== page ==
Hydrocephalus
A usually congenital condition in which an abnormal accumulation of fluid in the brain causes enlargement of the skull and compression of the brain, necessitating the surgical placement of a shunt to drain the fluid and prevent destruction of the neural tissue.

Hypertonia
Having excessive muscular tone.

Hypotonic
Less than typical muscle tone; floppy, soft muscles.

I

Individualized Family Service Plan (IFSP)
As part of Early Intervention, a plan for special service for children 0 to 3 with developmental delays. In contrast to an Individualized Education Program, an IFSP focuses on the needs of the family and child to support the child’s development rather than the child’s education.

L

Language Delay
A slower acquisition of language milestones than that of typically-developing peers.

Language Disorder
An atypical acquisition of developmental language skills.

M

Microcephalic
Atypical smallness of the head.

Midline
The center of the body.

Mobility
The proficiency to organize and accomplish the act of moving.

Modulation of Sensory Input
The ability of the nervous system to filter out or allow in various forms of sensory information.

Motor
Pertaining to body movement or posture.

Movement Disorders
A group of diseases and syndromes affecting the ability to produce and control bodily movements.

P

Perseveration
The tendency to continue or repeat an act or activity after the cessation of the original stimulus.

Plagiocephaly
Medical condition occurring in infants distinguished by the reshaped or flattened appearance of the infant’s skull; develops as a result of constant pressure being placed on one area of the thin and flexible skull of the infant; also known as “flat head syndrome.”

Play Therapy
A type of psychotherapy for young children involving the use of toys and games to build a therapeutic relationship and encourage the child’s self-expression.

PROMPT Technique
Stands for Prompts for Restructuring Oral Muscular Phonetic Targets. A speech-language treatment technique in which a therapist physically manipulates a child’s jaw, face, and mouth to show how speech sounds are produced.

R

Receptive Language
The ability to interpret and make sense of communication received.

Reciprocal Movement
Movement of both the arms and/or both legs at the same time but in opposite directions (e.g. crawling, or arm swing in walking).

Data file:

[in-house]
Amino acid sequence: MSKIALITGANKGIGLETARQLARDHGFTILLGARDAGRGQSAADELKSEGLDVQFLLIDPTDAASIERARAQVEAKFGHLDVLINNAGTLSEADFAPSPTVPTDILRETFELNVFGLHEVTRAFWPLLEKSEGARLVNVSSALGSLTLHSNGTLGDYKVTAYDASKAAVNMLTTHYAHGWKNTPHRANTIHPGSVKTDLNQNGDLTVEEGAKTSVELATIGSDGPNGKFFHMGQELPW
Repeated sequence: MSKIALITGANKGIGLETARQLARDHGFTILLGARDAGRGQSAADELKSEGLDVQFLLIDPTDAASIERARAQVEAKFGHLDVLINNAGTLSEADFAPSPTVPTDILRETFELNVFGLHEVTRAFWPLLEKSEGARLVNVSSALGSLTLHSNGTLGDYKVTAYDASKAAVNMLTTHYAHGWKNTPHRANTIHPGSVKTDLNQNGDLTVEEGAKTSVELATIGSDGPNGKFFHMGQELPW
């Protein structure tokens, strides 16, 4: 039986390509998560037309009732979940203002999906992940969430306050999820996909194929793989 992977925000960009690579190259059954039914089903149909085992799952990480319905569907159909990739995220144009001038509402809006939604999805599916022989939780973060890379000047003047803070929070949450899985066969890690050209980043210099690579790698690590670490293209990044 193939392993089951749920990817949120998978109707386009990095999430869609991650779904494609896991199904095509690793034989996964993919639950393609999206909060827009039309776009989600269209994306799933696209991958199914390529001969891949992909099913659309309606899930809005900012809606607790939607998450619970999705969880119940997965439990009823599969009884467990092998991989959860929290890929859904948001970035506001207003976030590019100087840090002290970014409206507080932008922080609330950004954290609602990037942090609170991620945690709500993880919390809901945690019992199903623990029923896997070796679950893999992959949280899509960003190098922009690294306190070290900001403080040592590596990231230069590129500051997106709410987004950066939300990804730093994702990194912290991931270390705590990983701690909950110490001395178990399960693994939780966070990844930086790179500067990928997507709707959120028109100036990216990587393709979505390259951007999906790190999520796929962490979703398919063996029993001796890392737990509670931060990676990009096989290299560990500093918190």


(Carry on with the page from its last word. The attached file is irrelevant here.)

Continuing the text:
Reduplicated babbling
Usually emerges by 6 to 8 months and is characterized by repeated sound repetition, e.g. dadada or bababa.

Righting Reaction
Automatic response that realigns the body with respect to vertical or horizontal positioning.

Ring Sitting
Child sits with knees bent slightly and feet in front so that the legs form a ring.

S

Seizure
An episode of uncontrolled electrical activity in the brain.

Self Regulation
The ability to attain, maintain, and change one’s level of arousal appropriately for a task or situation.

Sensory
Of, or relating to, processes and structures within an organism that receive stimuli from the environment and convey them to the brain.

Sensory Integration (SI)
The process of how an individual receives information and processes it based on his/her senses (touch, taste, smell, sound, sight). This may include how one perceives his/her body,and the world around him/her. According to the theory of sensory integration, the many parts of the nervous system work together so that one can interact with the environment effectively and experience appropriate satisfaction. Having poor sensory integration may interfere with activities necessary for daily functioning (e.g. brushing teeth, playing on play equipment, hugging).

Sensory Processing Deficits
A condition that exists when sensory signals do not get organized into appropriate responses. This causes the individual to have difficulties processing and acting on information received through the senses, which creates challenges in performing everyday tasks.

Spasticity
Increased tension in a muscle.

Syndrome
A combination of symptoms which occur together and define a disease or disorder.

T

Tactile
Pertaining to the sense of touch on skin.

Tactile Defensiveness
Over sensitivity to touch sensations, can cause excessive emotional reactions or other behavior problems.

Tongue Thrust
Oral movement pattern where the tongue protrudes out of the mouth.

Torticollis
A condition that causes a baby’s head and neck to tilt to one side.

Tummy Time
Positioning a baby on its stomach while the baby is awake and supervised. Spending time on the stomach helps babies strengthen their head, neck, and shoulder muscles.

V

Vestibular System
Sensory organs in the inner-ear system that register the position of the head in relation to gravity and velocity of movement and are critical for all skills requiring balance.

Vocalizations
Non-word sounds voiced by the child to the play partner; may occur alone or with gestures (e.g. babbling, cooing, “ah,” “da,” animal sounds).